• Assigning labour to normal tasks.
• Assigning the correct size and type of material and equipment to the proper section of the installation.
• Ordering items of material.
• Assessing peculiar installation items.
• Co-ordinating the work of the building construction.
• Making out and checking item sheets.
This part of the work is not to be confused with the general supervisory activities of the job supervisor. The labour of the general supervisory activities must be allowed for as a direct job expense and is not included in the labour unit.
2. Detail installation
• Installation layout is a portion of the labour expended in laying out the installation of specific items of material, such as measuring and locating outlets, etc.
• Indicating the location of each type and size of cable/ducts/tray/conduit runs between junction boxes, fittings and equipment, etc.
• Indicating the number and sizes of conductors to be pulled into the ducts/ trays/conduits.
• Identify the conductors for circuitry.
• Locating fittings.
3. Handling material
• Before any item of material is actually put in place it must be handled to some extent. It has to be moved from the site shed, lock-up box or vehicle and distributed to the point of installation.
• Light fittings removed from cartons, conduit bundles must be broken, wrappings cut from drums of cable, accessories unpacked, etc.
Therefore, an allowance for the handling of materials to this extent must be included in the labour unit because labour is expended in these activities in every instance. This phase of the material handling is not to be confused with the extra material handling caused by unusual conditions which vary from job to job, such as:
• Multi-storey buildings whereby there is a requirement for lifting.
• Highly secure sites which require security inspection of all materials before entering the building, etc.
• Large industrial sites where material can only be delivered to the site’s ‘Inward Goods’ department which may be remote from the workface.
• Sites located in the CBD where major deliveries must be made out-of-hours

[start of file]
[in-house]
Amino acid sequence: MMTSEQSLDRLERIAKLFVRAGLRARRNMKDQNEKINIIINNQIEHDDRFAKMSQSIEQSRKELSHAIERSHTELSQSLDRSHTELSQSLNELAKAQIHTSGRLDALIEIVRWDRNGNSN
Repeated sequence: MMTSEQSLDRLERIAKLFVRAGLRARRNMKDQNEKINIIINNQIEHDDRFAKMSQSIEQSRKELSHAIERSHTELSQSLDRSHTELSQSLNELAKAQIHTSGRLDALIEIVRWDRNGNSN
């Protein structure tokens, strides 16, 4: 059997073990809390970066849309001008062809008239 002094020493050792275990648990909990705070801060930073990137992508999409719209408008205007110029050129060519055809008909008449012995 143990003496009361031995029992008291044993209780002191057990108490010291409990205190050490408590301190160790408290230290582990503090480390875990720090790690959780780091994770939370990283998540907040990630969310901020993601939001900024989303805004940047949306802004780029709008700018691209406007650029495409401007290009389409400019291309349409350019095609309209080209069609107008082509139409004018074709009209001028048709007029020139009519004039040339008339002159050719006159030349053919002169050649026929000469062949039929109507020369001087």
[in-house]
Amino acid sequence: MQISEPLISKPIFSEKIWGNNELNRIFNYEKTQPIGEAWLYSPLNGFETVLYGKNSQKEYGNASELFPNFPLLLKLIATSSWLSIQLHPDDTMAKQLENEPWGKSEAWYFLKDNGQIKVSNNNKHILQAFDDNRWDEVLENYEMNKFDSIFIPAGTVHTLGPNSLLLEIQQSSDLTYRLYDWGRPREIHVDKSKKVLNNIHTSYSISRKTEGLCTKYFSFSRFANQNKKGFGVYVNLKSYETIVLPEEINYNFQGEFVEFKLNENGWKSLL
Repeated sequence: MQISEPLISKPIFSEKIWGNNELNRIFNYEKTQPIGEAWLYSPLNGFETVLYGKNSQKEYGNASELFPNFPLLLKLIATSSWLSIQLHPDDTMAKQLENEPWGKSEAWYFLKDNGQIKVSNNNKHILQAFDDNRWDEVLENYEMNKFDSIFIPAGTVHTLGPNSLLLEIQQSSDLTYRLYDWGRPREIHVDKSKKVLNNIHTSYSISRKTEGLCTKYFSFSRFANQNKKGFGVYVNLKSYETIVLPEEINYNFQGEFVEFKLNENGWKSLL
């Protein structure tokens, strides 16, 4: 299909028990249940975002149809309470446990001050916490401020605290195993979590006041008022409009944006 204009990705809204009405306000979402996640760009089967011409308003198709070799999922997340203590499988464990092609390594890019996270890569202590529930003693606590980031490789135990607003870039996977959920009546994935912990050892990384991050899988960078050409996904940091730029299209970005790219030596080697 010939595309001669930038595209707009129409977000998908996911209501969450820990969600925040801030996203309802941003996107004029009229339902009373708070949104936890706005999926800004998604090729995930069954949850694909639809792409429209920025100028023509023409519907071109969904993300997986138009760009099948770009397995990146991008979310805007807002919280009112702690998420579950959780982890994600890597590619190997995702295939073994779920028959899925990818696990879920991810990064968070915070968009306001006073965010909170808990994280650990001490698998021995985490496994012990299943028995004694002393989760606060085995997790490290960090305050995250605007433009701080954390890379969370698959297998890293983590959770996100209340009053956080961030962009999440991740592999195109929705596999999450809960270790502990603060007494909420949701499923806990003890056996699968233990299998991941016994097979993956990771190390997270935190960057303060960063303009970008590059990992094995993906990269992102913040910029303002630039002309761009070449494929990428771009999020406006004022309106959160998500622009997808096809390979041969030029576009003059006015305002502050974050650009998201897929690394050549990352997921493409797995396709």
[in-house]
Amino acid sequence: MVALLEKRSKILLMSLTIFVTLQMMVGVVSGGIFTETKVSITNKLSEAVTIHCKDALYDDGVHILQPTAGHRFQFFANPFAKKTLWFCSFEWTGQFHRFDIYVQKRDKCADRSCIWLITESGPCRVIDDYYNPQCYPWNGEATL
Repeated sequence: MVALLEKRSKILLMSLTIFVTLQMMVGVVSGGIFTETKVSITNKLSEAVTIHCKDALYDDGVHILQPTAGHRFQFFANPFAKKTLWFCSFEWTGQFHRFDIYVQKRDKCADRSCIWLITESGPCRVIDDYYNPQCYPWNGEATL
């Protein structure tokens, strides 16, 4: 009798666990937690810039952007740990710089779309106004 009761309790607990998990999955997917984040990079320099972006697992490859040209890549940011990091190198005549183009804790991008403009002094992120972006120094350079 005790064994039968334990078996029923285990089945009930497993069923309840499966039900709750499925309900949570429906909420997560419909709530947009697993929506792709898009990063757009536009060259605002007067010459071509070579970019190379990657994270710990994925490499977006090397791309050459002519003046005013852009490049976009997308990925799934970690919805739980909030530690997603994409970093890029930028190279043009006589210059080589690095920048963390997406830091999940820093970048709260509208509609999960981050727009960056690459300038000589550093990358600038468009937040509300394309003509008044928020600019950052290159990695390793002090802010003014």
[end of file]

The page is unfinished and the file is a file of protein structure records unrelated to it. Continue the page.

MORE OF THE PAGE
• This time should be included under a separate non-productive labour factor:
• Actual installation.
• This phase of the work includes the installation of cables, ducts, trays, measuring up and fixing brackets, fabricating bends, setting up and fixing of boxes in place, coupling of conduits together, pulling in cables, fitting off accessories, light fittings, switchboards, control stations, motors, etc.
As can be seen, the allowances of the four items listed above are included in the composite labour unit. When the labour units are determined by the relative percentage breakdown method applied to the actual job labour total, they automatically include all four items and the actual job labour totals include all normal on-the-job labour.
Estimating the labour for any given job is the most important responsibility the estimator has. The labour is potentially the most highly variable factor of job cost. He has to “tailor” the labour estimate to more closely fit the job. Under highly competitive bidding situations he has little leeway and his target area is extremely small.
An estimator has to visualise all the problems that are likely to cause additional labour expenditure over and above the physical installation of materials. There are several items which contribute to “running the labour up.” When reviewing a job that has “gone sour”, you can fairly well pin-point the factors which have caused the overrun. These factors are not usually due to the site operatives taking longer to do any specific unit of electrical work, but more often than not, it has been, the labour attributed to the conditions of the job.
The old hit-and-miss method has no place in the market today, and is a no-win situation for any business when the estimator makes a large omission and puts his company into liquidation.
The purpose of a labour unit system is based on the fact that all electrical contractors will need to use the same amount of cable, tray, duct, conduit, control gear, accessories, switchboards, etc, for any given job and that it is simply a case of measuring and counting to arrive at these quantities. The area of hypothesis is then confined to the allocation of a true quantum of labour to install those items of material and competent estimating is the key to a profitable job.